Raise Guinea Pigs

The guinea pig is a small rodent that has become popular as a household pet since its introduction in the 16th century by European traders. They are not creatures found in the wild, and are generally easy to care for, being very gentle and responsive, with a lifespan of anywhere from four to eight years. Caring for guinea pigs is a relatively easy process, if you know some of the simple ways to raise guinea pigs.

Feeding is essential to a healthy guinea pig, and grass is their first choice of diet, since their teeth always continue to grow and need to be ground down. The guinea pig is also known to eat its own fecal matter, which is rich in vitamin B, but they also enjoy fresh vegetables and possibly hay, as the plant matter is easily suited for grinding their teeth. Like any other animal, always make sure they have fresh water at all times.

Since guinea pigs are a domesticated animal, they can be perfectly happy living in a cage, as long as it’s clean and amongst people, as they can really be quite social creatures. It’s best to have your guinea pig where they can see and hear others, but make sure they have something to hide in for when they feel nervous or stressed, such as a small can with no sharp edges or a cardboard tube. As guinea pigs become used to a gentle human touch, they will come to like being picked up and carried, and may even start whistling when they hear familiar noises, like their owner coming close. The more you are around and talk to your guinea pig, the more accustomed they will become to your sounds and noises.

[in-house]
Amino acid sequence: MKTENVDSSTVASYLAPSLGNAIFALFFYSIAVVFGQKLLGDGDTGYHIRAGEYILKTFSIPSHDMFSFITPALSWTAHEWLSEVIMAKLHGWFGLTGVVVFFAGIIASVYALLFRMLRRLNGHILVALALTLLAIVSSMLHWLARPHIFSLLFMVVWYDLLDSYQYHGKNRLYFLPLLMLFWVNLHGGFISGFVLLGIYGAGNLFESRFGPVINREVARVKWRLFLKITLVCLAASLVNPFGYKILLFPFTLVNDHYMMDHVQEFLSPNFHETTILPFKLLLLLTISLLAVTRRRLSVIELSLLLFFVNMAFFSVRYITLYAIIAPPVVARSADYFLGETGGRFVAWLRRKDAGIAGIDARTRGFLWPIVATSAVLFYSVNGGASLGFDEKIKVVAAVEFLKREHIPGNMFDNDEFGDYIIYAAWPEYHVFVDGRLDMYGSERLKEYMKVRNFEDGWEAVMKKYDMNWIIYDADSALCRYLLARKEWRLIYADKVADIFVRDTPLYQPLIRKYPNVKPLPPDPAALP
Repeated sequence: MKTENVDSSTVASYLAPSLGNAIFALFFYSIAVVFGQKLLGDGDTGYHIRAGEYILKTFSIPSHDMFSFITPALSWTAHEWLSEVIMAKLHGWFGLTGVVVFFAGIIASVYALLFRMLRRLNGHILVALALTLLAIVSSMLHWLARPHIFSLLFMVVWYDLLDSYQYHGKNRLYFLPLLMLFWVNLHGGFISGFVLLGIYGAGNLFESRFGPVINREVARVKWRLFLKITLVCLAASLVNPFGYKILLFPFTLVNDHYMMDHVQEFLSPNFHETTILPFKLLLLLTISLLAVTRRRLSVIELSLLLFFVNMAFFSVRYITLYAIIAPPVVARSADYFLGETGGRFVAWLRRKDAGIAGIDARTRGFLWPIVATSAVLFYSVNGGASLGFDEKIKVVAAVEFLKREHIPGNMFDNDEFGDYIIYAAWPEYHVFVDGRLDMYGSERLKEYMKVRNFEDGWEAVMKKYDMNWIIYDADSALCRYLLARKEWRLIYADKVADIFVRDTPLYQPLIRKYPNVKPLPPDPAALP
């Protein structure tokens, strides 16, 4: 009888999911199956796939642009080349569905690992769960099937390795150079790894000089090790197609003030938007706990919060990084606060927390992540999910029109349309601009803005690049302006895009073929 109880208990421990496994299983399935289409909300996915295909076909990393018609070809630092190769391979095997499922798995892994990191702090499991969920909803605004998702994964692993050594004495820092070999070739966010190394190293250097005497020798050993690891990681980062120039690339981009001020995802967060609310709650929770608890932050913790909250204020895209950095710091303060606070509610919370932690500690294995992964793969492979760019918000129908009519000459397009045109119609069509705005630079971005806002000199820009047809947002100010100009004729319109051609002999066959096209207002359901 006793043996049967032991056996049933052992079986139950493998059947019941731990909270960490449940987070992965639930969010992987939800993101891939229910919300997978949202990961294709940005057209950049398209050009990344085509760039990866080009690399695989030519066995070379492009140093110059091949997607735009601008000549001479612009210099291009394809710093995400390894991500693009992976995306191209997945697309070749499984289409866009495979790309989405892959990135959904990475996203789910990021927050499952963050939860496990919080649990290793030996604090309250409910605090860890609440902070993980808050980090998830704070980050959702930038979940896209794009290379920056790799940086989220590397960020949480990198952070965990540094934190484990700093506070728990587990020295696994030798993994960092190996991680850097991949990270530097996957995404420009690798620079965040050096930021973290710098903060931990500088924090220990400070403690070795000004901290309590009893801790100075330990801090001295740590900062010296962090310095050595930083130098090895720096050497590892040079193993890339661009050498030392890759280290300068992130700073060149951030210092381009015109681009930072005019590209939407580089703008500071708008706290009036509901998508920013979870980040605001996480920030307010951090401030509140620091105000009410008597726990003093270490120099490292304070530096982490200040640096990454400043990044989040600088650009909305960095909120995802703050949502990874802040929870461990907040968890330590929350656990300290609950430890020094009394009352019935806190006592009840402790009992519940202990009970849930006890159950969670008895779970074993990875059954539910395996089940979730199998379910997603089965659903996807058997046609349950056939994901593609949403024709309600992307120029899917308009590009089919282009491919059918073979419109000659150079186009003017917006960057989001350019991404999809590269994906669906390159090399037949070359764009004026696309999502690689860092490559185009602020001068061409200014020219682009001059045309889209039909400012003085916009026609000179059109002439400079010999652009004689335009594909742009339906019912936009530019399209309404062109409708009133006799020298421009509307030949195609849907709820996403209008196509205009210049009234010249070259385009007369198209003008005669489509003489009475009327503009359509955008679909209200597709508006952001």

Like raising most other four-legged pets, guinea pigs need exercise, so making sure they have a place to run and play is very important. Time outside of their cage environment is necessary for them to properly bond with you, and by allowing them to see and smell and feel your home they will quickly learn that there is nothing to fear by running and exploring, and will come to learn that you are not a threat to their survival.

And last, be sure to give them a lot of attention, but go slowly, so they have time to warm up to your touch. Guinea pigs that are happy will often purr to try and garner even more of your lavish attention.


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